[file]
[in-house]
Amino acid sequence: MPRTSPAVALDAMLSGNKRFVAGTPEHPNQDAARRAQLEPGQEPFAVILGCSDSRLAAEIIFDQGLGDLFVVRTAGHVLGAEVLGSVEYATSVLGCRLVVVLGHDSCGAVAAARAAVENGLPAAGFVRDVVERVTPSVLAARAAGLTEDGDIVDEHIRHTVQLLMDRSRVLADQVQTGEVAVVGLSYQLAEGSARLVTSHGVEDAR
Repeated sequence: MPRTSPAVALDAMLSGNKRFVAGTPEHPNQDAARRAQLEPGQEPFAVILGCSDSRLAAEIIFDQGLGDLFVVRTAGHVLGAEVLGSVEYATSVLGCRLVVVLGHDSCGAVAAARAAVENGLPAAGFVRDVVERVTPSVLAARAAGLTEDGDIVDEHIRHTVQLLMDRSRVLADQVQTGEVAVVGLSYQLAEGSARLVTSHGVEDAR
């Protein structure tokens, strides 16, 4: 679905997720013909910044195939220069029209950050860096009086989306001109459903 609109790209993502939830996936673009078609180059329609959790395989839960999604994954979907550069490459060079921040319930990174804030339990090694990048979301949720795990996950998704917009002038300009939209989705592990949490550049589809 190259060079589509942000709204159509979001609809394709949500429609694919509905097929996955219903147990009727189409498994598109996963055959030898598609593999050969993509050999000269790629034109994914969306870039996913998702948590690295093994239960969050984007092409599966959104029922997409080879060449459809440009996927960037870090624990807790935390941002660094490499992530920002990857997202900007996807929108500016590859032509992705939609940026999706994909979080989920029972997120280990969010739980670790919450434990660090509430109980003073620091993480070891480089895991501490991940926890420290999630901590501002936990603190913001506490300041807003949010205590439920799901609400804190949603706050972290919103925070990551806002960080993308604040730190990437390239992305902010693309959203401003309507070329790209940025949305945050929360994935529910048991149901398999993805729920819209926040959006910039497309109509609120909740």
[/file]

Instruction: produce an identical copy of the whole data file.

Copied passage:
[in-house]
Amino acid sequence: MPRTSPAVALDAMLSGNKRFVAGTPEHPNQDAARRAQLEPGQEPFAVILGCSDSRLAAEIIFDQGLGDLFVVRTAGHVLGAEVLGSVEYATSVLGCRLVVVLGHDSCGAVAAARAAVENGLPAAGFVRDVVERVTPSVLAARAAGLTEDGDIVDEHIRHTVQLLMDRSRVLADQVQTGEVAVVGLSYQLAEGSARLVTSHGVEDAR
Repeated sequence: MPRTSPAVALDAMLSGNKRFVAGTPEHPNQDAARRAQLEPGQEPFAVILGCSDSRLAAEIIFDQGLGDLFVVRTAGHVLGAEVLGSVEYATSVLGCRLVVVLGHDSCGAVAAARAAVENGLPAAGFVRDVVERVTPSVLAARAAGLTEDGDIVDEHIRHTVQLLMDRSRVLADQVQTGEVAVVGLSYQLAEGSARLVTSHGVEDAR
């Protein structure tokens, strides 16, 4: 679905997720013909910044195939220069029209950050860096009086989306001109459903 609109790209993502939830996936673009078609180059329609959790395989839960999604994954979907550069490459060079921040319930990174804030339990090694990048979301949720795990996950998704917009002038300009939209989705592990949490550049589809 190259060079589509942000709204159509979001609809394709949500429609694919509905097929996955219903147990009727189409498994598109996963055959030898598609593999050969993509050999000269790629034109994914969306870039996913998702948590690295093994239960969050984007092409599966959104029922997409080879060449459809440009996927960037870090624990807790935390941002660094490499992530920002990857997202900007996807929108500016590859032509992705939609940026999706994909979080989920029972997120280990969010739980670790919450434990660090509430109980003073620091993480070891480089895991501490991940926890420290999630901590501002936990603190913001506490300041807003949010205590439920799901609400804190949603706050972290919103925070990551806002960080993308604040730190990437390239992305902010693309959203401003309507070329790209940025949305945050929360994935529910048991149901398999993805729920819209926040959006910039497309109509609120909740």